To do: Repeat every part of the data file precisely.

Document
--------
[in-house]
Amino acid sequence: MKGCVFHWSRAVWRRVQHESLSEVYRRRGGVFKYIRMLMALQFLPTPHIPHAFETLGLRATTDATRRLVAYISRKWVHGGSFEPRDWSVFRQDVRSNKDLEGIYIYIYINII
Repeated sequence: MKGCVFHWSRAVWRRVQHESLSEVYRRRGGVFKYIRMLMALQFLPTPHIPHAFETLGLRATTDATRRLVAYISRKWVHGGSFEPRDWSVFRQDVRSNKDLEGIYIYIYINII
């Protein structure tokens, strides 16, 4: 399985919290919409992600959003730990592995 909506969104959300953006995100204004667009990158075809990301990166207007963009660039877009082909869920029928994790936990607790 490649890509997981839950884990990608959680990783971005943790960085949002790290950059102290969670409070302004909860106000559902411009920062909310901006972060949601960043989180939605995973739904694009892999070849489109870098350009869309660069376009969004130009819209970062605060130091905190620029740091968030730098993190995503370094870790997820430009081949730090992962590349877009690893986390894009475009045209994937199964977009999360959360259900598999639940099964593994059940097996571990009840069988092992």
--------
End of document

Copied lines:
[in-house]
Amino acid sequence: MKGCVFHWSRAVWRRVQHESLSEVYRRRGGVFKYIRMLMALQFLPTPHIPHAFETLGLRATTDATRRLVAYISRKWVHGGSFEPRDWSVFRQDVRSNKDLEGIYIYIYINII
Repeated sequence: MKGCVFHWSRAVWRRVQHESLSEVYRRRGGVFKYIRMLMALQFLPTPHIPHAFETLGLRATTDATRRLVAYISRKWVHGGSFEPRDWSVFRQDVRSNKDLEGIYIYIYINII
């Protein structure tokens, strides 16, 4: 399985919290919409992600959003730990592995 909506969104959300953006995100204004667009990158075809990301990166207007963009660039877009082909869920029928994790936990607790 490649890509997981839950884990990608959680990783971005943790960085949002790290950059102290969670409070302004909860106000559902411009920062909310901006972060949601960043989180939605995973739904694009892999070849489109870098350009869309660069376009969004130009819209970062605060130091905190620029740091968030730098993190995503370094870790997820430009081949730090992962590349877009690893986390894009475009045209994937199964977009999360959360259900598999639940099964593994059940097996571990009840069988092992």